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Proper wiring sequence

post #1 of 5
Thread Starter 
I've seen several posts talking about how to wire from the computer modem to multiple points in the house. The sequence I see is modem- router- switch- devices.
I moved my wireless router upstairs to get better single strength to the deck.
So I ended up with modem- switch- devices (with one line running upstairs to the router).
Is there any downside to this setup?
Thanks
post #2 of 5
If there is more than one device, there needs to be a router immediately after the modem. No way around that. You can have 2 routers in a network. You just need to configure one of them so that the DHCP range is not the same as the other one.
post #3 of 5
Quote:
Originally Posted by jfn111 View Post

I've seen several posts talking about how to wire from the computer modem to multiple points in the house. The sequence I see is modem- router- switch- devices.
I moved my wireless router upstairs to get better single strength to the deck.
So I ended up with modem- switch- devices (with one line running upstairs to the router).
Is there any downside to this setup?
Thanks

Well the question here is, can the modem do the DHCP/NAT for the network or is it a bridging modem where it is expecting a broadband router behind it?

*IF* the modem itself can act as your DHCP/NAT device then you can simply disable the DHCP functionality of your wireless AP and connect it to the network via one of its network ports (not the WAN port).

If the modem acts as a bridge and you need a broadband router to connect multiple devices then you would need to either get another broadband router OR run two cables to the wireless AP. One cable for the WAN to modem connection and one that connects the wireless AP to your switch.
post #4 of 5
If you can't move the switches as well (too costly to rerun any existing lines) than I would just run 2 cat lines to the new wirless location (unless your modem is doing the DHCP/NAT like mym6 says). If you run 2 lines, you could run from the modem to the router and back down to the switch allowing you to keep your original setup of modem - router - switch - devices.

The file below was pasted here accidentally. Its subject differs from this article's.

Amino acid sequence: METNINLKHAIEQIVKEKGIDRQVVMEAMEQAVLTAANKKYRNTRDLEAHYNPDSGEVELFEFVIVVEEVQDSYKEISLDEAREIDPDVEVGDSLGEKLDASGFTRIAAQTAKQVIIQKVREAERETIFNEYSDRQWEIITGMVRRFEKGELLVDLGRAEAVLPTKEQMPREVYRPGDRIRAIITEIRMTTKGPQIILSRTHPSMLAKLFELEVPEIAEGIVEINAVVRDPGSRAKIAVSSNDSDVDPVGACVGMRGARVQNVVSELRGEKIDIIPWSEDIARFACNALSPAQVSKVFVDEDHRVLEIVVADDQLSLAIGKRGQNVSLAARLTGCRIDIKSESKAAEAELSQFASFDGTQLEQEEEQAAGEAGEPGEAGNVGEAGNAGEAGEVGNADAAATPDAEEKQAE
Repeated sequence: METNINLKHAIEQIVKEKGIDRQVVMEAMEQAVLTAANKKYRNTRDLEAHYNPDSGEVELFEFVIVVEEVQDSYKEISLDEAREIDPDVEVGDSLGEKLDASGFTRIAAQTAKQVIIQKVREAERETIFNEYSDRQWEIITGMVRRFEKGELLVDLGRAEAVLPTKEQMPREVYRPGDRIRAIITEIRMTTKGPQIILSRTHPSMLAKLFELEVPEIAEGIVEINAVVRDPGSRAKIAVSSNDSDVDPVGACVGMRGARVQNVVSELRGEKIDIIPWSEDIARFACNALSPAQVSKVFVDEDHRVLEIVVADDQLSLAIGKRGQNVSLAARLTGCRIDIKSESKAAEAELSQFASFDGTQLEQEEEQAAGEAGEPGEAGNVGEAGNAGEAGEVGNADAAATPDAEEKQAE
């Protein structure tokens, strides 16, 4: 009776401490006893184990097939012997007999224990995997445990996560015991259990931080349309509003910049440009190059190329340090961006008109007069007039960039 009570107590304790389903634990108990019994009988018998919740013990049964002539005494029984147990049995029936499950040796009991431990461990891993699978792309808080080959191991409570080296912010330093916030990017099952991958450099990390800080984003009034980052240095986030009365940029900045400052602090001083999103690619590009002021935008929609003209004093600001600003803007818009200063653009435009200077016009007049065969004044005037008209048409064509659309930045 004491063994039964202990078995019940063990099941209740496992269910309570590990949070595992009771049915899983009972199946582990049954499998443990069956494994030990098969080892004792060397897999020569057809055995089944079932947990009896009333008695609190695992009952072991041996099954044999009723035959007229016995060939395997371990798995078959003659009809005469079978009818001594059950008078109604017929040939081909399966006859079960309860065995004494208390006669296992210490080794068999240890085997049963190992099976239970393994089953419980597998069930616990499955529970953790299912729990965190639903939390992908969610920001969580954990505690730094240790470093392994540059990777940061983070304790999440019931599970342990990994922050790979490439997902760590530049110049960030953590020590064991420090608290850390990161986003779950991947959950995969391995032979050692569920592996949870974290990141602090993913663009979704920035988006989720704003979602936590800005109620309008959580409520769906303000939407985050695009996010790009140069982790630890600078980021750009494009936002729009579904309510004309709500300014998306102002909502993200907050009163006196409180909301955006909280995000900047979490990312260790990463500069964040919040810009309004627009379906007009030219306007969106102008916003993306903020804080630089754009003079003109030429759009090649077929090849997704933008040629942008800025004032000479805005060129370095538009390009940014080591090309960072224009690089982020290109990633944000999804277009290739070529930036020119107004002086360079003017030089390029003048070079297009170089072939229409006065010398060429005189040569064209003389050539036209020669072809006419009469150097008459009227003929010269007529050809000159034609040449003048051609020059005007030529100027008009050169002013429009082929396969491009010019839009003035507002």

Please note that in the case where mym6 says the modem handles your DHCP and NAT, it is a router/modem. Not all modems will do this and are made to handle 1 device at a time. Some ISPs are releasing modems with routers built in and some with even wireless, so it depends on your modem.

For ease of sake, I would go with 2 cat6 cables to your Router's new location. Another option is to just run 1 wire and put another Access point (with the same SSID, your equipment should move along them without issue choosing the one with the most signal), or just buy a wireless extender (Cisco makes one that my mom uses with great success). It just plugs into a wall and picks up the signal and repeats any data sent to it (very simple explanation of what it does). Same thing as the AP, it uses the same SSID so that your equipment just chooses the one with the strongest signal.
post #5 of 5
Thread Starter 
Thanks all. I found out when Comcast replaced my Modem they installed a Modem/ wireless router combo unit. Who would of thunk it. eek.gif
I just deactivated the upstairs router and am now using the basement one,
Thanks again.
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